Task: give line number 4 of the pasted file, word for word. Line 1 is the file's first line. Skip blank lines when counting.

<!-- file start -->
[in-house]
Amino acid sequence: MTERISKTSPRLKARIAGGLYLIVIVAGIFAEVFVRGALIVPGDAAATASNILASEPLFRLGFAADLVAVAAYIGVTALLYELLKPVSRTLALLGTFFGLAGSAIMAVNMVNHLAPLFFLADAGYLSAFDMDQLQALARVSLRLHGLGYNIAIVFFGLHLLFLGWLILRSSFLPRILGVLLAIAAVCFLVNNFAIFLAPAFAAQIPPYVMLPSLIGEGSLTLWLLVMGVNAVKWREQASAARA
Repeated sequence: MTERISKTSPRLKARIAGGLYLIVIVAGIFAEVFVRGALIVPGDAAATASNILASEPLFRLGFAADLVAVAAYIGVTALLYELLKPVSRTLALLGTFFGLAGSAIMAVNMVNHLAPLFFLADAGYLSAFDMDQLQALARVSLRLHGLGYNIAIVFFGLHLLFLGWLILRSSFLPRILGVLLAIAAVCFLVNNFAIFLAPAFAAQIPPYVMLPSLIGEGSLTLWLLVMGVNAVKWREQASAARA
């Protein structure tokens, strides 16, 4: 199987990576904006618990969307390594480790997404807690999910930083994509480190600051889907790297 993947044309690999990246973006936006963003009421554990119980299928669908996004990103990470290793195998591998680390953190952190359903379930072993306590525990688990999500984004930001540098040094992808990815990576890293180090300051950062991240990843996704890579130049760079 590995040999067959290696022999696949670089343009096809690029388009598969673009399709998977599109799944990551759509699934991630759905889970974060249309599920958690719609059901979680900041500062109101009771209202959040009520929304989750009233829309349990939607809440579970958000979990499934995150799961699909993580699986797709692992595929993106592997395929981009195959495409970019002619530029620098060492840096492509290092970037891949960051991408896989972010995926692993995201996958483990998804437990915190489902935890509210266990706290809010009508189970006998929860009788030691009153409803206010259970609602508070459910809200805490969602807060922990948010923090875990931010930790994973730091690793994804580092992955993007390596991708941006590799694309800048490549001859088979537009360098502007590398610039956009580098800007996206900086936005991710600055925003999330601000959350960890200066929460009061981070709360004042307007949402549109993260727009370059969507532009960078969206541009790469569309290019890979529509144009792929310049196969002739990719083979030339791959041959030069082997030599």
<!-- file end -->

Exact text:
């Protein structure tokens, strides 16, 4: 199987990576904006618990969307390594480790997404807690999910930083994509480190600051889907790297 993947044309690999990246973006936006963003009421554990119980299928669908996004990103990470290793195998591998680390953190952190359903379930072993306590525990688990999500984004930001540098040094992808990815990576890293180090300051950062991240990843996704890579130049760079 590995040999067959290696022999696949670089343009096809690029388009598969673009399709998977599109799944990551759509699934991630759905889970974060249309599920958690719609059901979680900041500062109101009771209202959040009520929304989750009233829309349990939607809440579970958000979990499934995150799961699909993580699986797709692992595929993106592997395929981009195959495409970019002619530029620098060492840096492509290092970037891949960051991408896989972010995926692993995201996958483990998804437990915190489902935890509210266990706290809010009508189970006998929860009788030691009153409803206010259970609602508070459910809200805490969602807060922990948010923090875990931010930790994973730091690793994804580092992955993007390596991708941006590799694309800048490549001859088979537009360098502007590398610039956009580098800007996206900086936005991710600055925003999330601000959350960890200066929460009061981070709360004042307007949402549109993260727009370059969507532009960078969206541009790469569309290019890979529509144009792929310049196969002739990719083979030339791959041959030069082997030599």